IT professionals need to prepare to have multiple careers, not necessarily in enterprise IT – take opportunities and be open to them.
Organisations have to “reimagine” their business and realise what made them great today may be their downfall tomorrow. The necessary change will require tough decisions.
IT managers have to learn to deal with IT outside their control and influence, and lead through conflicting demands of operational excellence versus innovation.
These are among the key lessons for living through disruptive change that can be applied across the IT spectrum, which were presented at a recent forum at the Victoria University of Wellington (Victoria) School of Business.
The speakers, Fronde CEO Ian Clarke and Victoria University of Wellington Business School professor of information systems Benoit Aubert, aimed to answer “IT roles in a disruptive environment and where they will be in three years.”
Aubert described the backdrop of change businesses, IT leaders, and their teams are facing.
While organisations had faced changes before, the current pace of change is different, stated Aubert, who is also Head of the School of Information Management at Victoria. “We do not have generations to adapt, we have years, or months.”
In the 1800s, for instance, 80 percent of workers in developed countries were in agriculture. This year, only 2 percent of workers in the developed countries were in this sector. People moved to manufacturing and other services within the next 200 years.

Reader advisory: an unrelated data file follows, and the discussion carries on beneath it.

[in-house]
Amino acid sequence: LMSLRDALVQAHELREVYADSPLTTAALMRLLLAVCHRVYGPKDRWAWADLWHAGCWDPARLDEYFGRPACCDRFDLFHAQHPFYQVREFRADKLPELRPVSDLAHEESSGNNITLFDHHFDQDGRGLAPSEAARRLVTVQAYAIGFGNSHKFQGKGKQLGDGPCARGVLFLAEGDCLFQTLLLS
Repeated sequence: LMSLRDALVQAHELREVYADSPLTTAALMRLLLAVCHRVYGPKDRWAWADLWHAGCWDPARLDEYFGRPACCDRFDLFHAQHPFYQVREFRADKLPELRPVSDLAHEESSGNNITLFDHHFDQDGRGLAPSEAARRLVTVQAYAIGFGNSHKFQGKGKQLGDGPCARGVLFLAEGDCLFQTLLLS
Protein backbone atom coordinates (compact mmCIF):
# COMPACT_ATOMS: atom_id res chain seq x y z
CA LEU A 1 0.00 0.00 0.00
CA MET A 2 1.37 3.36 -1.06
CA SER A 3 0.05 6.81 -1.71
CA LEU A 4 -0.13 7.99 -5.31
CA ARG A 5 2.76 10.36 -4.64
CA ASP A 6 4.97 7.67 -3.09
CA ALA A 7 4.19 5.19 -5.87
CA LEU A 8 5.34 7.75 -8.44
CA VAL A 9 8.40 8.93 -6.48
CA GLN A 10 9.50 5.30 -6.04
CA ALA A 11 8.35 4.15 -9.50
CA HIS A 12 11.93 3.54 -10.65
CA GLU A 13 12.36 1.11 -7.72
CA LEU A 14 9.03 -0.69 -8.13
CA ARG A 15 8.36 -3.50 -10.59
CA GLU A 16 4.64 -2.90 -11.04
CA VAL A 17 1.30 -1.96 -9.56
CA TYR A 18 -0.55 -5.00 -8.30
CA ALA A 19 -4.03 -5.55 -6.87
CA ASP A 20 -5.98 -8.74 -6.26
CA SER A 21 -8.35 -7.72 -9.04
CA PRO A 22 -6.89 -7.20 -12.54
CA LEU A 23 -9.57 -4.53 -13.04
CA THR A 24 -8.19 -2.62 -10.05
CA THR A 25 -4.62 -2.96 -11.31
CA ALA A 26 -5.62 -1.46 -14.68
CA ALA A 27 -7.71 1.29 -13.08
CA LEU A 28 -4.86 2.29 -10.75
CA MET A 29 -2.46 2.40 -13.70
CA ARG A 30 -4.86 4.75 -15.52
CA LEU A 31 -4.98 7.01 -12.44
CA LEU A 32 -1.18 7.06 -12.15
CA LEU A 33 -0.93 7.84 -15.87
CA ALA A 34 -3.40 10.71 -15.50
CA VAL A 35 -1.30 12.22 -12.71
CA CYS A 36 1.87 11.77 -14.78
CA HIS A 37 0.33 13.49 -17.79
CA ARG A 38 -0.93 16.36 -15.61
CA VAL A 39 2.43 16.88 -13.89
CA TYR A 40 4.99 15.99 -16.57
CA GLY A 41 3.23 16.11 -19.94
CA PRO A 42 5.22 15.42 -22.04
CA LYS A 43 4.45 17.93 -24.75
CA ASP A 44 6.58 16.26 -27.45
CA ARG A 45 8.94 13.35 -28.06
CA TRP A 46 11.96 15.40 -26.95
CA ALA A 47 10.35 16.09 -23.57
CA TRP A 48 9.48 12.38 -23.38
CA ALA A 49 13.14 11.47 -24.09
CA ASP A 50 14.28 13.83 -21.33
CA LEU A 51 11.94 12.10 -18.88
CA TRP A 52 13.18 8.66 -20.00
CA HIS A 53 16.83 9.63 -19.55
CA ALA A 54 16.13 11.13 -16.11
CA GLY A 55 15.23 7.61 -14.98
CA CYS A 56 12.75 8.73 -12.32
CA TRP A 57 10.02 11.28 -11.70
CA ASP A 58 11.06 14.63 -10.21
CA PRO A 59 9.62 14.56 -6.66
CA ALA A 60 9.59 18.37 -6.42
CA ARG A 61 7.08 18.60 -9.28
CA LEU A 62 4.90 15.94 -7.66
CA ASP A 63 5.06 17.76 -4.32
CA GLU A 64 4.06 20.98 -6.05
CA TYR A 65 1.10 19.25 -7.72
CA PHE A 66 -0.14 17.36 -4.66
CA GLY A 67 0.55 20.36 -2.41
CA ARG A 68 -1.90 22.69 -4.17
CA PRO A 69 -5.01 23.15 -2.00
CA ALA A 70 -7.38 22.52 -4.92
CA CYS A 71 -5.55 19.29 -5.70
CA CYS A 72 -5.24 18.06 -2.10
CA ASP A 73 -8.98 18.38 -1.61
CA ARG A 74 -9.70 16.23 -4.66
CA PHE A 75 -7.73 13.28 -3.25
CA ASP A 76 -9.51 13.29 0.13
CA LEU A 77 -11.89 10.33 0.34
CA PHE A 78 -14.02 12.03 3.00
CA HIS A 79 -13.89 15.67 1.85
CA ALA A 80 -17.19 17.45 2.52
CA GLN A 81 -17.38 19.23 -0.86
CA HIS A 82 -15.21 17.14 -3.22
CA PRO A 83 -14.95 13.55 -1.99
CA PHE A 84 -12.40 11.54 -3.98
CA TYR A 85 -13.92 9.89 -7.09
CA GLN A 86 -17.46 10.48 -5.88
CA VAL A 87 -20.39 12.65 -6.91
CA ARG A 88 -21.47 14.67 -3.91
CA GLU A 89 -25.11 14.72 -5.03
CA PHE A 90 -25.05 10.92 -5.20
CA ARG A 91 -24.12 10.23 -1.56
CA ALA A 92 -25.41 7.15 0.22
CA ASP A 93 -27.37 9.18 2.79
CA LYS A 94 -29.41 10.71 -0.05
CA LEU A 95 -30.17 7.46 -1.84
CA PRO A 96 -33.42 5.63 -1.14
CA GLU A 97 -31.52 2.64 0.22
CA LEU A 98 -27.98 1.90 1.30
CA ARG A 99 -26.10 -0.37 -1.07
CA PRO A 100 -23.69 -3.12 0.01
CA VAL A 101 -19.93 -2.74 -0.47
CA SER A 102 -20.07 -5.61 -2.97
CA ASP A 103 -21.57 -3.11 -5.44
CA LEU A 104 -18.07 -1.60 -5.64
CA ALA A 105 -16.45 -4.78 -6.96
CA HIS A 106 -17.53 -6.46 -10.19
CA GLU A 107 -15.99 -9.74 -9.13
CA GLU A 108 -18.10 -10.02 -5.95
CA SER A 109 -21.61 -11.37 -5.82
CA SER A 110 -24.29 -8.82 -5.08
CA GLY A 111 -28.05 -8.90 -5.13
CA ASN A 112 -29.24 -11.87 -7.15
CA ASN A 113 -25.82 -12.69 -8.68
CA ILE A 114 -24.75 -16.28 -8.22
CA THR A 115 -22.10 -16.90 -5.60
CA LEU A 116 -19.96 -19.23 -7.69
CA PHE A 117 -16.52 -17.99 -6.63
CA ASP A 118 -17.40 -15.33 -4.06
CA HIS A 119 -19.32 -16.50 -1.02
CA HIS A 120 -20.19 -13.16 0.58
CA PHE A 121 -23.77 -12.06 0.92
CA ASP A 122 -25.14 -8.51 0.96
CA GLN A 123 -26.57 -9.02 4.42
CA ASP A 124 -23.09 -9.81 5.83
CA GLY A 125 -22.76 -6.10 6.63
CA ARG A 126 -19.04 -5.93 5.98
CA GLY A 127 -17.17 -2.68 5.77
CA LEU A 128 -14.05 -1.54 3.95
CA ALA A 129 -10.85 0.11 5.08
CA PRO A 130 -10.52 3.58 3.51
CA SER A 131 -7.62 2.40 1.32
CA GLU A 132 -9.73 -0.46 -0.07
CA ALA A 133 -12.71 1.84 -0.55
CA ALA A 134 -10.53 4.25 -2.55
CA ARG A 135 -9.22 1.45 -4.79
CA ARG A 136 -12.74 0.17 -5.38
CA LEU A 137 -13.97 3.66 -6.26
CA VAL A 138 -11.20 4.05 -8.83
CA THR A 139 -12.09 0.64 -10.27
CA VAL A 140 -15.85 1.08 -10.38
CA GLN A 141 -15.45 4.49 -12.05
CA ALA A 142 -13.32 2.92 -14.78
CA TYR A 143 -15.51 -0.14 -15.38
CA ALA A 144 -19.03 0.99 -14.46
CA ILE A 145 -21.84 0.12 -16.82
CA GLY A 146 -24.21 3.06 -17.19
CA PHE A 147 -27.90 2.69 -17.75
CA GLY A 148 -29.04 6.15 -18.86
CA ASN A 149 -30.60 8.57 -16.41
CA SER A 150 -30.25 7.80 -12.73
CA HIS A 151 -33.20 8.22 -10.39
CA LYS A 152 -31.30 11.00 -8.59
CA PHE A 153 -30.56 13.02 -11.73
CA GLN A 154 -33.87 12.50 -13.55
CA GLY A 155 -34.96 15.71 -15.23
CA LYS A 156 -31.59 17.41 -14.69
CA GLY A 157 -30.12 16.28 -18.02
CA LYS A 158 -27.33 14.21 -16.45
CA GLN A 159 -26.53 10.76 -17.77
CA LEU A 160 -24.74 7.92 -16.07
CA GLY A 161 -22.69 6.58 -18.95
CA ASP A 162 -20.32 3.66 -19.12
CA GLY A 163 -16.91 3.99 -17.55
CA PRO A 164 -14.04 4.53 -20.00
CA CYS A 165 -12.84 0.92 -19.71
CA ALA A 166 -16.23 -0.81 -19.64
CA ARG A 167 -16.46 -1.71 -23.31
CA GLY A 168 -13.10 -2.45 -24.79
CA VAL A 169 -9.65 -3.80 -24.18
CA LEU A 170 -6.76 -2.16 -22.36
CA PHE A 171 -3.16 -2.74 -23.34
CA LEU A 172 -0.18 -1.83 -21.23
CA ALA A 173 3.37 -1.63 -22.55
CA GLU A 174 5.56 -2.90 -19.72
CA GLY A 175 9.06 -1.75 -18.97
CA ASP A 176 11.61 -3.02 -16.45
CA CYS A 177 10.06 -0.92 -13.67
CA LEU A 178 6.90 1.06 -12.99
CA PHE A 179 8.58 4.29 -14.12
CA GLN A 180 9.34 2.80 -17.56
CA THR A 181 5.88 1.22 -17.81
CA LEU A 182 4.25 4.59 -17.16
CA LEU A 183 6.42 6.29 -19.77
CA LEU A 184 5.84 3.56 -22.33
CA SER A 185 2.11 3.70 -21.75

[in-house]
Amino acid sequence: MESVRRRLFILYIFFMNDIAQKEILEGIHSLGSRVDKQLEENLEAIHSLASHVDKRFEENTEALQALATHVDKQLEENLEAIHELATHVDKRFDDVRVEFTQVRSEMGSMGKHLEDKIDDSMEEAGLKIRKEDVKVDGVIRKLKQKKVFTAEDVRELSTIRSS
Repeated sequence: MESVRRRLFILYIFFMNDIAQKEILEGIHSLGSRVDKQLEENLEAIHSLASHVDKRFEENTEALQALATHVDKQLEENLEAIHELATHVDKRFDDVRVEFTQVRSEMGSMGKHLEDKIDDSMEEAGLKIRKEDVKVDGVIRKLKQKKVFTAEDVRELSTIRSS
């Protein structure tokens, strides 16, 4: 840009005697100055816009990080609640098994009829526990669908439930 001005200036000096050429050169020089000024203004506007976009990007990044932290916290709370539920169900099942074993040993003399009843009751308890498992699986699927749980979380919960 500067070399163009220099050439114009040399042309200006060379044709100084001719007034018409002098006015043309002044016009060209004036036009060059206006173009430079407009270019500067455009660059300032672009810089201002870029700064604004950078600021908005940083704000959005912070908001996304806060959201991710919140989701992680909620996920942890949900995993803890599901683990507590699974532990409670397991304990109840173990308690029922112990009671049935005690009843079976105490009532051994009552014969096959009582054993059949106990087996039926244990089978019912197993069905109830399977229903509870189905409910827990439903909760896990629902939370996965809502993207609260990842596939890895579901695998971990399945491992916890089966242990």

Until 50 years ago, manufacturing was a huge part of employment.
“If you look at the pace of change we are introducing with IT, instead of being over generations as what happened with agriculture, it has been `compressed’ within your lifetime,” said Aubert.
“Your career will also be undergoing these changes,” he stated.
Organisations, according to Aubert, will have to grapple with similar challenges. They have to be ready for the unexpected.
Old markets are being wiped out, and new ones are created. He stressed, however, that new markets may not last long.
For instance, the CD market that changed the music industry has been killed by downloads, and he questioned what will be next after this.
“We are looking at the technologies that are coming. We just have to admit that the future will look a lot different than what we have now. What we are used to is suddenly supercompressed.”
Aubert added that, “For managers that is the hardest thing to realise you have to look at very weak signals that may anticipate this wave coming. But by the time it is there, you should probably worry about the next one.”
His advice? “Look at very weak signals that may anticipate something is coming.”
Sign up for CIO Asia eNewsletters.